Why engagement, not divestment, is key to decarbonising the planet

By Andrew Adie

If you’re an oil major then you’re probably not expecting to get a lot of Christmas cards this year. 

Divesting from ‘Big Oil’ is the mantra for many activists and ESG focused investors. However, I think we need to be careful what we wish for in this approach.

We may not like it, but we need the oil majors. We can already see the damage that is done to the global economy when gas hits a supply issue. We need the oil majors to continue producing in the transition period or the global economy grinds to a halt, and that means they need continued investment.

Equally, we should be focused on the fact that some of these global petrochemical companies will, by 2050, have transitioned to become the world’s largest renewable energy companies. They are part of the solution as well as being part of the problem.

Meeting the huge challenges of getting to a net zero economy is going to need big multi-national companies like the oil majors with the resources and expertise to sort out aviation, shipping, industrial emissions and the rest.

I’m not saying that I believe the oil majors are paragons of virtue, far from it. I think there are many skeletons in the closet around environmental impact, ethical development, pay and conditions that will not make comfortable reading. Yet divesting from ‘Big Oil’ and criticising the industry while continuing to live in a world powered by gas, petrol and awash with plastic isn’t entirely free from hypocrisy.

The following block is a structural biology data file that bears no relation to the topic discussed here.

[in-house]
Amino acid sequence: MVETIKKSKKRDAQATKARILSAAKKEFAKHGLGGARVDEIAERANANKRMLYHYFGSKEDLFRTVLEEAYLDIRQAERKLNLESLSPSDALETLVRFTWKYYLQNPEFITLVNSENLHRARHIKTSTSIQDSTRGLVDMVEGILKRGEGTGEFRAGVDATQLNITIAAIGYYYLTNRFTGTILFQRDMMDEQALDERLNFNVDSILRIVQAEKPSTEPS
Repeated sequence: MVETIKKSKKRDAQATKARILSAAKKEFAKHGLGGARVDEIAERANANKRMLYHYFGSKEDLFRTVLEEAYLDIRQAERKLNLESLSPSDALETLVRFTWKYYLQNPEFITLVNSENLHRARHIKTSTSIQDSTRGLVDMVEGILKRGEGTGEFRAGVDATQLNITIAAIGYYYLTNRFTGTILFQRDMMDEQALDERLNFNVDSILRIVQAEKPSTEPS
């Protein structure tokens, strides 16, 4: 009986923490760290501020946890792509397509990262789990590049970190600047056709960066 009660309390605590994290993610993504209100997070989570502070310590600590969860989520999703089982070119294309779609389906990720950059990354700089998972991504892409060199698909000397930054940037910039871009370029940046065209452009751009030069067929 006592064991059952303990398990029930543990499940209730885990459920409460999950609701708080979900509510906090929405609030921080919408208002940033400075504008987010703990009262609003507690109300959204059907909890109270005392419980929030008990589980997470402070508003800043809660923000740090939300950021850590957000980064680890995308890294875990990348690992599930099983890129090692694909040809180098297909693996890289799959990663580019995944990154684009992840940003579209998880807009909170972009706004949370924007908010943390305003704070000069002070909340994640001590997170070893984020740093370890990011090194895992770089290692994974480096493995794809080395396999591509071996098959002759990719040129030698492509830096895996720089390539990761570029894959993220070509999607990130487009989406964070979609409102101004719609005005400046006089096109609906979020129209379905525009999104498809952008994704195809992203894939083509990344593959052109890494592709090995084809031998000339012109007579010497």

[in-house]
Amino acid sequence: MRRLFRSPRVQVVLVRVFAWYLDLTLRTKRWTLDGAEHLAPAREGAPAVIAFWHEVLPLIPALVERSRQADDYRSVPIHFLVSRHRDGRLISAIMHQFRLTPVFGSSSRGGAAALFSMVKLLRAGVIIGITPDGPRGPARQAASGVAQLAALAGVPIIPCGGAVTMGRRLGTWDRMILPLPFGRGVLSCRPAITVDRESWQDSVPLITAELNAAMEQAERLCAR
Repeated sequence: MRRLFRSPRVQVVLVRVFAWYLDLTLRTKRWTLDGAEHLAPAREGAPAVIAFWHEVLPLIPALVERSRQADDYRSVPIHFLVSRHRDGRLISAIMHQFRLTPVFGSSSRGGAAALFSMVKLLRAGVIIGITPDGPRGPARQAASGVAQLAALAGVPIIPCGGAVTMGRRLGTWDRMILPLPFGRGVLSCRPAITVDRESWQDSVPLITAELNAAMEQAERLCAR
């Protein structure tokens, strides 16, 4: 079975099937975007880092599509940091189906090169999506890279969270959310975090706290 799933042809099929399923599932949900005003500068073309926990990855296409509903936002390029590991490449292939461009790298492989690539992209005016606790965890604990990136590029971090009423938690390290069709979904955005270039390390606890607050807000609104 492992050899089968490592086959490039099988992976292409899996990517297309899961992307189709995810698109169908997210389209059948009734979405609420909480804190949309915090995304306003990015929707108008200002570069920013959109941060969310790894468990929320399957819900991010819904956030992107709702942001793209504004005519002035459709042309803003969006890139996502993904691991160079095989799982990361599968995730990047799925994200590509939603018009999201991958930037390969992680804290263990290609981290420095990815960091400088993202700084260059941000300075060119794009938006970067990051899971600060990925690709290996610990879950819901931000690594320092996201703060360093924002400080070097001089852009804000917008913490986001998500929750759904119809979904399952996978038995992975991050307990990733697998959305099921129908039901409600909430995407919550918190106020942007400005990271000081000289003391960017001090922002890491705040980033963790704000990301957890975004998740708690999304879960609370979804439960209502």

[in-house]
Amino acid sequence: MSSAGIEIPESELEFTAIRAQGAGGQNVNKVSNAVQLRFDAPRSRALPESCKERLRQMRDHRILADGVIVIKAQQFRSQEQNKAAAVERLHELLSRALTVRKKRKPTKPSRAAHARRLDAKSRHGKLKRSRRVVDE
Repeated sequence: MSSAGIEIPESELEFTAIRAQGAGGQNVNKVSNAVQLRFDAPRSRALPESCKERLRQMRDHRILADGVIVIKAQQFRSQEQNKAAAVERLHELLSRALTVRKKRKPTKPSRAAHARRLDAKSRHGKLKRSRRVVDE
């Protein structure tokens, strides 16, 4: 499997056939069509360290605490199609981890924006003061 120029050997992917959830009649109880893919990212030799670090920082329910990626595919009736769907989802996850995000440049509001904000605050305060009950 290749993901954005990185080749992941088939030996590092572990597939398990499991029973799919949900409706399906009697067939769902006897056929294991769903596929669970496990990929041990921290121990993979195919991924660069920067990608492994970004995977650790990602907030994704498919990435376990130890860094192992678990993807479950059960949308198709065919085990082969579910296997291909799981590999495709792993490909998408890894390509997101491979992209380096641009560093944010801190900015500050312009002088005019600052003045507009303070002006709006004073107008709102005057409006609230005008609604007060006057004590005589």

‘Big Oil’ clearly has to change but it’s not just down to the oil majors, it’s also down to all of us to wean ourselves off the black gold, to decarbonise and to cut our use of plastics. 

When looked at through that lens, I’d be far more comfortable knowing that the oil majors are continuing to attract funding from investors that have ESG at the heart of their approach and which act as stewards of capital and hold the oil majors’ feet to the fire when it comes to transitioning. If they can’t attract funding from ESG-focused investors then they will get it from other sources; private investors, sovereign wealth funds and other organisations that are more focused on returns that they are on ESG and impact. 

Indeed, the FT ran a story earlier this month commenting that hedge funds have been buying up shares in oil majors that are being sold off by institutional investors on ESG grounds.

As we approach COP26 we are bound to see a wave of protests focused on ‘Big Oil’ as a headline grabbing shorthand for the damage wrecked on the planet. Yet we’re all to blame for ‘Big Oil’. We’ve all created and fuelled a market and we’re all on a transition to a renewable, decarbonised future. 

Once the talking is done at COP26 and we, hopefully, have new agreements on carbon reductions, it would be good if our views on the world are driven by a pragmatic need for us all to work together to drive change, rather than embarking a blame game that may deliver a different outcome to the one that we’d really like.